Having such a dynamic and respected artist start off the series is exciting and important for Spearman and his colleagues. After attending Pratt, Gadlin came back to Denver and started a mentorship with local artist Darrell Anderson. “If it wasn’t for him, my trajectory may have been different. I may have gone back to New York, but I stayed because of his support. And because he really taught me the business of art,” Gadlin said. He assisted Anderson with designing and implementing several public art projects, including murals at local RTD Light Rail stops.
After getting his first studio, Gadlin began supplementing his work making art with teaching it. “So after my stint in New York, I came back, found support, and immediately got shown into the business of art and teaching. I got into teaching because I thought I had a knack for it and so did Darrell. You could survive doing teaching and work on your studio practice, and those are the two things that kind of just helped me to become a better professional,” he added. “And I’ve always been good at articulating what I’m passionate about.”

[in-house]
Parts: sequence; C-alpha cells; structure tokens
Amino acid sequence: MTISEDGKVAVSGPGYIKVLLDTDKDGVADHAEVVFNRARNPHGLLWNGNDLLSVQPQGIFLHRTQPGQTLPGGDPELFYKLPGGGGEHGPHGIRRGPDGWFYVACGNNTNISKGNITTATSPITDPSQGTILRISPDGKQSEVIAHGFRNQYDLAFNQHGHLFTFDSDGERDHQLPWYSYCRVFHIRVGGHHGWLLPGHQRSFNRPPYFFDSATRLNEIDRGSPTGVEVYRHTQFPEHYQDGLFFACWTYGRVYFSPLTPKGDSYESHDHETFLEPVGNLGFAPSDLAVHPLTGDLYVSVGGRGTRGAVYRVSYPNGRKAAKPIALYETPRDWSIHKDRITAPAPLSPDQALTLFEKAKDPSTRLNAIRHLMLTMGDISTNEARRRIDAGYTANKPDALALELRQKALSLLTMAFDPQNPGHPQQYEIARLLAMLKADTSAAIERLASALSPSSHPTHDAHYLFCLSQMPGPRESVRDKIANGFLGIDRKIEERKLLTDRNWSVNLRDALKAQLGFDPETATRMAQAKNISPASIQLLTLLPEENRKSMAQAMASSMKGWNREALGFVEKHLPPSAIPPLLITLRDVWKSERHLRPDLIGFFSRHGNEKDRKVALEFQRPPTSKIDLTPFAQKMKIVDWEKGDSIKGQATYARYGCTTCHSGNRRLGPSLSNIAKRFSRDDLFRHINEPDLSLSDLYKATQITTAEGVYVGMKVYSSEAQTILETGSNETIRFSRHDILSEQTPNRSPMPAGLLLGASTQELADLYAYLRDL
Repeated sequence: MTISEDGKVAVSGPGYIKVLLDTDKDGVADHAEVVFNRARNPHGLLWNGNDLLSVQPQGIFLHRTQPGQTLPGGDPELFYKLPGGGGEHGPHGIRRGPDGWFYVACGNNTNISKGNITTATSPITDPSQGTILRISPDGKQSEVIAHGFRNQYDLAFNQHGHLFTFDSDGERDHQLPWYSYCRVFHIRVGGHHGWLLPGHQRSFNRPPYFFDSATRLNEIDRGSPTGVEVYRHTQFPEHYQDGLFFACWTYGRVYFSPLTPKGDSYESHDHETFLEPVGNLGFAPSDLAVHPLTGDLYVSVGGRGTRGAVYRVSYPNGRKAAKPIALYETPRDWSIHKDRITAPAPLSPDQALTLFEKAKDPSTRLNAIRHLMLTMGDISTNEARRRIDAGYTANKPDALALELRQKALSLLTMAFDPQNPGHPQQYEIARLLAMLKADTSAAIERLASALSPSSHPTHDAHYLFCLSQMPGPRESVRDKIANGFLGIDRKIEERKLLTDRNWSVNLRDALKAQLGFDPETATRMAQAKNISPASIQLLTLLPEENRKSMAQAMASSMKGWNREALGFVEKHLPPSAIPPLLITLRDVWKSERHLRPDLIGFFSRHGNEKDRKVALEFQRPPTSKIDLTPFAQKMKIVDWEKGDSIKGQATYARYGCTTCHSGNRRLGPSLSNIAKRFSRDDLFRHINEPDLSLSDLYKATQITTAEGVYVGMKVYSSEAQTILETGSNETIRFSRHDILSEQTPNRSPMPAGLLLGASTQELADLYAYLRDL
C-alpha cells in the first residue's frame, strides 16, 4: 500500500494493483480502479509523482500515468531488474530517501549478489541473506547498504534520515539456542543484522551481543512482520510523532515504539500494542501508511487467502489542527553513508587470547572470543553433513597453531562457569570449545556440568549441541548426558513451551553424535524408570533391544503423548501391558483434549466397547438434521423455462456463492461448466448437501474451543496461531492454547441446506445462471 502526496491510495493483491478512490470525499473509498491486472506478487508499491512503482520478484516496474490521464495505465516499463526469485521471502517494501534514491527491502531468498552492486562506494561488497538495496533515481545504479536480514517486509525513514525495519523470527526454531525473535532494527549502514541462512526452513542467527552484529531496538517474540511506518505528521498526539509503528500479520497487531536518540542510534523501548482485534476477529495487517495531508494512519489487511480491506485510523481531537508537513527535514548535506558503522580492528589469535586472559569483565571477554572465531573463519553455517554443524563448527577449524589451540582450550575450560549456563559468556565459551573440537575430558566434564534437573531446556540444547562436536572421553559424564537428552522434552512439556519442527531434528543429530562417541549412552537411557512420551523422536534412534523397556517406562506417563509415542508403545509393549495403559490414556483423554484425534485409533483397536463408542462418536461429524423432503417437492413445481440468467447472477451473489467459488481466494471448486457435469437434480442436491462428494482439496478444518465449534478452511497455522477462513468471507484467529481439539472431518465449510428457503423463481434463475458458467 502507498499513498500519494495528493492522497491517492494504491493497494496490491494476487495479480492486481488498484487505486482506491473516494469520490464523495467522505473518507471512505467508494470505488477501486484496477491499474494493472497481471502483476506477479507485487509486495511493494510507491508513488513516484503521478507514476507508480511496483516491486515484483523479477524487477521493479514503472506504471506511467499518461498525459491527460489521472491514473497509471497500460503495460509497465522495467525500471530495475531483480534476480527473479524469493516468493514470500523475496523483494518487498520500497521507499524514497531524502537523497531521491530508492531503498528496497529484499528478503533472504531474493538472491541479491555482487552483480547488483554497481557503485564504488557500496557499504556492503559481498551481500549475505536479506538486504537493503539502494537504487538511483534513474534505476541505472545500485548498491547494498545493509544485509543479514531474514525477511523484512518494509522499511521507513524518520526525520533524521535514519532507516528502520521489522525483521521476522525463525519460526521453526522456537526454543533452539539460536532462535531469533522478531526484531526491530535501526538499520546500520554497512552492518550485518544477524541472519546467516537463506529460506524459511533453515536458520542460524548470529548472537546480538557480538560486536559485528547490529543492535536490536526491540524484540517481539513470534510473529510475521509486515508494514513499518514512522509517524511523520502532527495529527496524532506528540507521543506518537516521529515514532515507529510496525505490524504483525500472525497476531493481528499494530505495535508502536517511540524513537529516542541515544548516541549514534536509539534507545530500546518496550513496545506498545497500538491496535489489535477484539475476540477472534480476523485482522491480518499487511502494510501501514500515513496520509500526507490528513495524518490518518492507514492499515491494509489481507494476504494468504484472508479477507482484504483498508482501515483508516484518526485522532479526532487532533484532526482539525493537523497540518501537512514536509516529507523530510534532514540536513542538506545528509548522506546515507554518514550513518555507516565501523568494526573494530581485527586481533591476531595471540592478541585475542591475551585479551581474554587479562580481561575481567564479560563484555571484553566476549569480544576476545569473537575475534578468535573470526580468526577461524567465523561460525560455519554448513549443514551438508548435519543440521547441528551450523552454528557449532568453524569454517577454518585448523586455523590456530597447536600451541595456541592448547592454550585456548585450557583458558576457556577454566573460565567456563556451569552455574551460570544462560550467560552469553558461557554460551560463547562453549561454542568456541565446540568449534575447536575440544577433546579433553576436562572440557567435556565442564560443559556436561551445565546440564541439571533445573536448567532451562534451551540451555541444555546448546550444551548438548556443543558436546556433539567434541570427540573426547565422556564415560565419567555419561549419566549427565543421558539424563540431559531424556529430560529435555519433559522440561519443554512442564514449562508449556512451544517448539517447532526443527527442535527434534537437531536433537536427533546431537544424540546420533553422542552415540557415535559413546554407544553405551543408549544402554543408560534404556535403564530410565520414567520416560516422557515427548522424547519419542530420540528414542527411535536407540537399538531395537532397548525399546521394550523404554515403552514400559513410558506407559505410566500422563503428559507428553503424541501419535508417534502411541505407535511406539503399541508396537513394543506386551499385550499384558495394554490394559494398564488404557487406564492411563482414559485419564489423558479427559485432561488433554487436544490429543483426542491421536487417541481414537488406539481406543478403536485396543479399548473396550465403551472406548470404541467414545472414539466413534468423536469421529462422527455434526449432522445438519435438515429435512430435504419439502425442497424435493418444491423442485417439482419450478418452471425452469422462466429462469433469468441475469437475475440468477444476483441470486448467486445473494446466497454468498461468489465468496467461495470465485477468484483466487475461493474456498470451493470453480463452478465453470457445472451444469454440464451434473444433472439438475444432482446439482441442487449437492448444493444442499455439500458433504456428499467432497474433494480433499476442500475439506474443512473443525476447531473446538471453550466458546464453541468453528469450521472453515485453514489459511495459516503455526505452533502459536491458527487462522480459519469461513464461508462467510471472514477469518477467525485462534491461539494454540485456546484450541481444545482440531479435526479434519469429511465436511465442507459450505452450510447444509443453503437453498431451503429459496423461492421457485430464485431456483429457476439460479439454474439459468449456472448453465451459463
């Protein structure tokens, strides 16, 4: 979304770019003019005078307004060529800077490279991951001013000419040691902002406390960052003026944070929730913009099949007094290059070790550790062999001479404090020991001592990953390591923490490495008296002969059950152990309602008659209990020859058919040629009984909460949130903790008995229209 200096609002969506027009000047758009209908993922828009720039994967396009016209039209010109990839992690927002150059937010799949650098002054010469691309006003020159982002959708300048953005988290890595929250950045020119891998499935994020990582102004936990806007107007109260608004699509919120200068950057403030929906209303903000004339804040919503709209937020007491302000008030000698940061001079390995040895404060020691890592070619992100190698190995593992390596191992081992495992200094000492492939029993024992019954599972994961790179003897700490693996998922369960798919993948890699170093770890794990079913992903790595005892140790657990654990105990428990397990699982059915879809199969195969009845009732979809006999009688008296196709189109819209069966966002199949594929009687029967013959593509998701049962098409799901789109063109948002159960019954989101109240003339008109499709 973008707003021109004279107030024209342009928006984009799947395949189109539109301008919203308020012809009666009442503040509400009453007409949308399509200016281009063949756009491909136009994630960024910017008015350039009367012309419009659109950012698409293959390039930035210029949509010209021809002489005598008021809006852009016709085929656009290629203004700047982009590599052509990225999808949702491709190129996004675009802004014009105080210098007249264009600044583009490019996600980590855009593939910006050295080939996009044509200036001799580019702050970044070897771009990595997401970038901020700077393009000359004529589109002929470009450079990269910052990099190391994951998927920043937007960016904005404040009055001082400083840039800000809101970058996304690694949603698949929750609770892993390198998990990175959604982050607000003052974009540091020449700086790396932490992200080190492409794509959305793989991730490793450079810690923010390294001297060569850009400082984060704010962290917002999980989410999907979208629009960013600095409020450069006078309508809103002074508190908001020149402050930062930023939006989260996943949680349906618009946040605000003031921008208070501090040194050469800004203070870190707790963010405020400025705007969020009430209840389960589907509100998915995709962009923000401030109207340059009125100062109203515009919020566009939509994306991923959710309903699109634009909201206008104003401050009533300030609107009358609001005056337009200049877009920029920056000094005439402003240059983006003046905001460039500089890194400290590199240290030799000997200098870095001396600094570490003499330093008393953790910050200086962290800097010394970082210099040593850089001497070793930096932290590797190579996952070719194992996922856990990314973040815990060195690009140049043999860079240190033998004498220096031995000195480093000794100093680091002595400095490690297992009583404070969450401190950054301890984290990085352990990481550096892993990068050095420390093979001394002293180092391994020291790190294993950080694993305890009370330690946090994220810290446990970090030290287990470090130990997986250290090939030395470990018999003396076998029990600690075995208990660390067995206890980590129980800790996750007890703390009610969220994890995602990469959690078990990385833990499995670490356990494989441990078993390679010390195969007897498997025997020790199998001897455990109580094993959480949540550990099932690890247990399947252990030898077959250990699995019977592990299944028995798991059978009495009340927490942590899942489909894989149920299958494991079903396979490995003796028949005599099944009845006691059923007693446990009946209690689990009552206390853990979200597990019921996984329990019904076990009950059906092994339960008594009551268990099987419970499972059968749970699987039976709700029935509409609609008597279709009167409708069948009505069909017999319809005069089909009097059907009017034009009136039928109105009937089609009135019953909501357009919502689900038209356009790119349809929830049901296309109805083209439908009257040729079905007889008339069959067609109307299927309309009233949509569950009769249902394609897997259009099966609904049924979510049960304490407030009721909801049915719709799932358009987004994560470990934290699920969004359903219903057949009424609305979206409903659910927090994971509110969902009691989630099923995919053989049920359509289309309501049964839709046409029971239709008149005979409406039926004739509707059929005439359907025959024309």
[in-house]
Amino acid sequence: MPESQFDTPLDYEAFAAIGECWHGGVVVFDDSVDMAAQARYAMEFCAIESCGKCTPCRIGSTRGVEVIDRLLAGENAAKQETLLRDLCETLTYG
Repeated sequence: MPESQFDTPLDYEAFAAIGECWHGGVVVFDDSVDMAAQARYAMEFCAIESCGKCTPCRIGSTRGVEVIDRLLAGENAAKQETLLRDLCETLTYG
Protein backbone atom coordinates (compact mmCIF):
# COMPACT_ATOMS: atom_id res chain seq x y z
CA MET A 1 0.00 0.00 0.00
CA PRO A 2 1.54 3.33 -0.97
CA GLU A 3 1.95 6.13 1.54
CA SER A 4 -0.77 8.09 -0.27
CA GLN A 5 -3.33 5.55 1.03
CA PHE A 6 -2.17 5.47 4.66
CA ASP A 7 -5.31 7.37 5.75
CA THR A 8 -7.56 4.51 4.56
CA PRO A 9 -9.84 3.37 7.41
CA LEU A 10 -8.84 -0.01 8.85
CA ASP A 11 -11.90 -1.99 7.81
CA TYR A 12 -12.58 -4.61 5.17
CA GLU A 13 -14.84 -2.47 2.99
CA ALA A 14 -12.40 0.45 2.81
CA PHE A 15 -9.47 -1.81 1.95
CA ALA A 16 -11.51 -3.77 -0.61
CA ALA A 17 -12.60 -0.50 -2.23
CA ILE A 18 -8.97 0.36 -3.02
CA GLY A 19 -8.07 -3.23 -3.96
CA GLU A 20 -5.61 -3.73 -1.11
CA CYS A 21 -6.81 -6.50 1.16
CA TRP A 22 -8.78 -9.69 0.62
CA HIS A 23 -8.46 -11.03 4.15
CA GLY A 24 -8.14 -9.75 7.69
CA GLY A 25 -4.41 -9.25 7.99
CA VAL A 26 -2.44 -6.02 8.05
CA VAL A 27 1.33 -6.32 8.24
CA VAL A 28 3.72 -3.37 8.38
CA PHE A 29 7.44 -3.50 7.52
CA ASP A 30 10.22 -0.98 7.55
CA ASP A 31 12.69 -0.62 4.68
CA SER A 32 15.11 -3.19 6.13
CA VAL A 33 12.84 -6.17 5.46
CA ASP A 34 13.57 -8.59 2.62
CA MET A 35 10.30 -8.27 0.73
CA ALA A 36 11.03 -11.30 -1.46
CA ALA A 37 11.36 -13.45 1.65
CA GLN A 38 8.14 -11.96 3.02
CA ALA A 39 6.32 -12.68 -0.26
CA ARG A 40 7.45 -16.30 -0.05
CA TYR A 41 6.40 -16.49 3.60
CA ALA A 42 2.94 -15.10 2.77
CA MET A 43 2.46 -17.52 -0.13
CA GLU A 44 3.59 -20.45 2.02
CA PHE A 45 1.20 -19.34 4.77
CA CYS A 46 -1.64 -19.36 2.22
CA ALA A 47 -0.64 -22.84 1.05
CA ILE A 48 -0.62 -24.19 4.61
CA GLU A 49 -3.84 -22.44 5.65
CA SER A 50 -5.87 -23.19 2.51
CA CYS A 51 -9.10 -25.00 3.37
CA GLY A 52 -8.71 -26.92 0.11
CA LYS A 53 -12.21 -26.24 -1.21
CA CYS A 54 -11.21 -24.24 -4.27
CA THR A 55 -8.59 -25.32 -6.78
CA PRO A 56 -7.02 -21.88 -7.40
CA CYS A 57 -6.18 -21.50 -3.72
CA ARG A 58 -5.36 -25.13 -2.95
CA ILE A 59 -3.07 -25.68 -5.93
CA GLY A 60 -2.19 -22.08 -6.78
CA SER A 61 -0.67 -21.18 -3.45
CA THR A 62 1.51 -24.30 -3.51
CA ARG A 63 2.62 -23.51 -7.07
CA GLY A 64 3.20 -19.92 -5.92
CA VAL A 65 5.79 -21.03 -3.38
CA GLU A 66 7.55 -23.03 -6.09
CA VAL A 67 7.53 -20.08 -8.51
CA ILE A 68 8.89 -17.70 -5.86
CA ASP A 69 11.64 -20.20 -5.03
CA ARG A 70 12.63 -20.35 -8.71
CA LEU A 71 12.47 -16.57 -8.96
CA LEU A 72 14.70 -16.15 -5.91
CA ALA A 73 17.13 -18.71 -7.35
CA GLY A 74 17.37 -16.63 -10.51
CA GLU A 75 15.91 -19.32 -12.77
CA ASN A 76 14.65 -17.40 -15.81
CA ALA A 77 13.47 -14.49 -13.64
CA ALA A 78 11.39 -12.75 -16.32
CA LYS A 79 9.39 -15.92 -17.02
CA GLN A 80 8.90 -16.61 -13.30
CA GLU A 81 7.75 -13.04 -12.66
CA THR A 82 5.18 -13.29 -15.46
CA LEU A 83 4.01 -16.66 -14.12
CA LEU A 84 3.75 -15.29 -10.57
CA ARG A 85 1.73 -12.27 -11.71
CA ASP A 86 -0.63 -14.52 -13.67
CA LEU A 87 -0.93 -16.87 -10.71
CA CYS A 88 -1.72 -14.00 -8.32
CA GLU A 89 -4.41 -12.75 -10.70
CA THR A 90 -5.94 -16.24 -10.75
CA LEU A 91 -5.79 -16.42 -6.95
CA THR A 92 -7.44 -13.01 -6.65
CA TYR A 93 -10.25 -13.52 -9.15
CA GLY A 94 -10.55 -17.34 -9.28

Among the schools he’s taught at are East High and Park Hill Elementary—both places he attended. “It’s sort of funny how sticking here, I’ve become more involved and had my foot kind of back in my own path,” he said. “Sort of influencing and becoming that same kind go mentor that Darrell was to me — to others. And I’ve kind of been doing that for the last 25 years.”
A Community Institution
Gadlin’s mother was an aspiring writer. “We always found ourselves at Tattered Cover,” he said. “I mean, there’s a long history I have with that place because they always had the European art magazines. I would go through them and fantasize and spend tons of money that I didn’t have — just because I had to see what a real studio looked like.”
“Tattered Cover always had a more robust art collection of books than any other place, and so that was a huge part of my history. I have fond memories of going with my mother and looking through books together,” Gadlin added. This kind of community engagement is what Spearman and his team are working to emphasize.